October 15, 2012, researchers at Kings College in London published a study in the journal Biological Psychiatry, entitled “Replication study and meta-analysis in European samples supports association of the 3p21.1 locus with bipolar disorderBiological Psychiatry. 2012 Oct 15;72(8):645-50. Vassos E, et al.) This study replicates earlier findings that connect changes at a particular gene region on chromosome 3p21.1 to bipolar disorder.

The genetic region PBRM1 has previously been shown to be associated with a risk of bipolar disorder, and further work found connections between this region and other psychiatric disorders, including schizophrenia.

This current study, which includes high numbers of patients and healthy controls, shows a strong connection between bipolar disorder and particular genetic changes at the PBRM1 region. However, their data do not support an association of this marker with schizophrenia. This suggests that science is getting closer to pinpointing the different genes associated with bipolar and those associated with schizophrenia. (Trying to tease out the two disorders has been difficult — many of the risk genes overlap between the two disorders.)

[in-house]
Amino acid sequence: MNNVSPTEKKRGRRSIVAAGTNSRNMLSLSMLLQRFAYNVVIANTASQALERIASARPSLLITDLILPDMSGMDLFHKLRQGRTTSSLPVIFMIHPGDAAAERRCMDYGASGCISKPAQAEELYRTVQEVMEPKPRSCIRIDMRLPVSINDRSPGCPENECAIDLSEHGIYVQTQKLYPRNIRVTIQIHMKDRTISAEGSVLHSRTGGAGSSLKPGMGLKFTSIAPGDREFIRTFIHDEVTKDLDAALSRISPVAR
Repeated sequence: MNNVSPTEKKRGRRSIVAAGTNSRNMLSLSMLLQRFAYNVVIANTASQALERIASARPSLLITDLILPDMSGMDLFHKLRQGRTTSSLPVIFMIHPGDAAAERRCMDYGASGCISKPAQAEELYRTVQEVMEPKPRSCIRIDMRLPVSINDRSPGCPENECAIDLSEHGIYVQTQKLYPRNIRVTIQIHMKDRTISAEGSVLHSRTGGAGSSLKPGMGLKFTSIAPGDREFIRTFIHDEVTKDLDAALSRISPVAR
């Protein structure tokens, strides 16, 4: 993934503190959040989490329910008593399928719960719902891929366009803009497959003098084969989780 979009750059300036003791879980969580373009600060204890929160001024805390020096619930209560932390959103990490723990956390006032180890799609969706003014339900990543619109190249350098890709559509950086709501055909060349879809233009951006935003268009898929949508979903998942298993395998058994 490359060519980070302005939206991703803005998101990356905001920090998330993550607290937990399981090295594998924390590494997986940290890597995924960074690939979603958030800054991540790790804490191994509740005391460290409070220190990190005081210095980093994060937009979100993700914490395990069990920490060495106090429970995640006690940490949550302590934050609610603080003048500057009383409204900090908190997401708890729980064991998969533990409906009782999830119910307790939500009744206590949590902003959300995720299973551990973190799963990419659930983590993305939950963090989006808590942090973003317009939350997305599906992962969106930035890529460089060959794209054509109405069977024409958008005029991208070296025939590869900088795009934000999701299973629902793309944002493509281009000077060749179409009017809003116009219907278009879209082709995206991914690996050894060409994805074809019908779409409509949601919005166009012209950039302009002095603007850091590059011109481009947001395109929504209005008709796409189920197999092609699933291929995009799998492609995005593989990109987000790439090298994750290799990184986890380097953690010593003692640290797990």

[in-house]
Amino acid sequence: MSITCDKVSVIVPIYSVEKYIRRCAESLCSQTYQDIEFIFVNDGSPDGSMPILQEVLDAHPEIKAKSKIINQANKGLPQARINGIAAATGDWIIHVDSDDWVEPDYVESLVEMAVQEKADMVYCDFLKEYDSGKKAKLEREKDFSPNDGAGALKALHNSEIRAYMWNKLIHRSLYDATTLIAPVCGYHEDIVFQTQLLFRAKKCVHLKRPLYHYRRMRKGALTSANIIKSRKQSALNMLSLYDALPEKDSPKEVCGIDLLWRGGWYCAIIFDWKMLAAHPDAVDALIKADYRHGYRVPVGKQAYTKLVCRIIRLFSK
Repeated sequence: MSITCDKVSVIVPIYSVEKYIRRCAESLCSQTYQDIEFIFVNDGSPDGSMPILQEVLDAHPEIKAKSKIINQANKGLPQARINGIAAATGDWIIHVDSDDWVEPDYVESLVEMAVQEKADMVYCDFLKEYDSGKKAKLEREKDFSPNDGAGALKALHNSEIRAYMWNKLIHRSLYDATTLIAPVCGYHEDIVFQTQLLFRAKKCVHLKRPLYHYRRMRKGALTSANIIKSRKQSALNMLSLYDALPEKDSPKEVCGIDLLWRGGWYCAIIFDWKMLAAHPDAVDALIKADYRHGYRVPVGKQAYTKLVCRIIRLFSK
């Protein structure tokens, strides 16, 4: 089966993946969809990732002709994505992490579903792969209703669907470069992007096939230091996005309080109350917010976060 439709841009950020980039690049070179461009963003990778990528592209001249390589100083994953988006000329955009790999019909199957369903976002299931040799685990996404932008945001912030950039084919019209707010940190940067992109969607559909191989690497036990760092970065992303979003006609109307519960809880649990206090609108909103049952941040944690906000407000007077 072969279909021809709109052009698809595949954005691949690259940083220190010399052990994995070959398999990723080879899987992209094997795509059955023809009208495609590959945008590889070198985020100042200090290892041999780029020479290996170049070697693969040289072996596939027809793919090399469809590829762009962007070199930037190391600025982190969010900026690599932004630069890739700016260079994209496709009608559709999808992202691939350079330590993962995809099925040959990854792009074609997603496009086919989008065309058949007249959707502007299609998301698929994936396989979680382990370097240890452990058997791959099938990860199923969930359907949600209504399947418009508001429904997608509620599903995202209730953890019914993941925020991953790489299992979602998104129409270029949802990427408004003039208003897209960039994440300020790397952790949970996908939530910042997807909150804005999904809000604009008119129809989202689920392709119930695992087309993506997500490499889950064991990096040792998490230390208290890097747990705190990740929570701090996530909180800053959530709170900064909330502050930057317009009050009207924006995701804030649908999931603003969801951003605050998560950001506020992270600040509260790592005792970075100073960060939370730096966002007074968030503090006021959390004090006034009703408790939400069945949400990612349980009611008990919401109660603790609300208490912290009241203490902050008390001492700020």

Recognizing the biological basis of bipolar disorder and other mental illnesses is important in helping us accept the fact that mental illness is illness and not some sort of weakness in character. Fortunately, recent advances in genetic research have accelerated the pace of findings that are zeroing in on the genetic areas associated with various mental illnesses, including bipolar disorder, depression, and schizophrenia.

PBRM1 is a gene region, not one specific gene. It is not yet known how this particular genetic region relates to bipolar disorder or what epigenetic changes might be associated with triggering bipolar disorder in those with this genetic profile. (For more about epigenetics and bipolar disorder, see Dr. Fink’s post “The Effects of Chronic Stress on Bipolar Genes.”)

Defining the association between certain gene or gene regions and bipolar disorder and/or schizophrenia will be important in eventually being able to make diagnoses based on the underlying brain changes causing these conditions rather than relying only on observations of symptoms that are often nonspecific and shared by multiple disorders.

 


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    Last reviewed: 7 Nov 2012

APA Reference
Fink, C. (2012). Genetic Region PBRM1 Associated with Bipolar Disorder. Psych Central. Retrieved on July 24, 2014, from http://blogs.psychcentral.com/bipolar/2012/11/pbrm1-bipolar-disorder/

 

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Candida Fink, M.D. and Joe Kraynak are authors of
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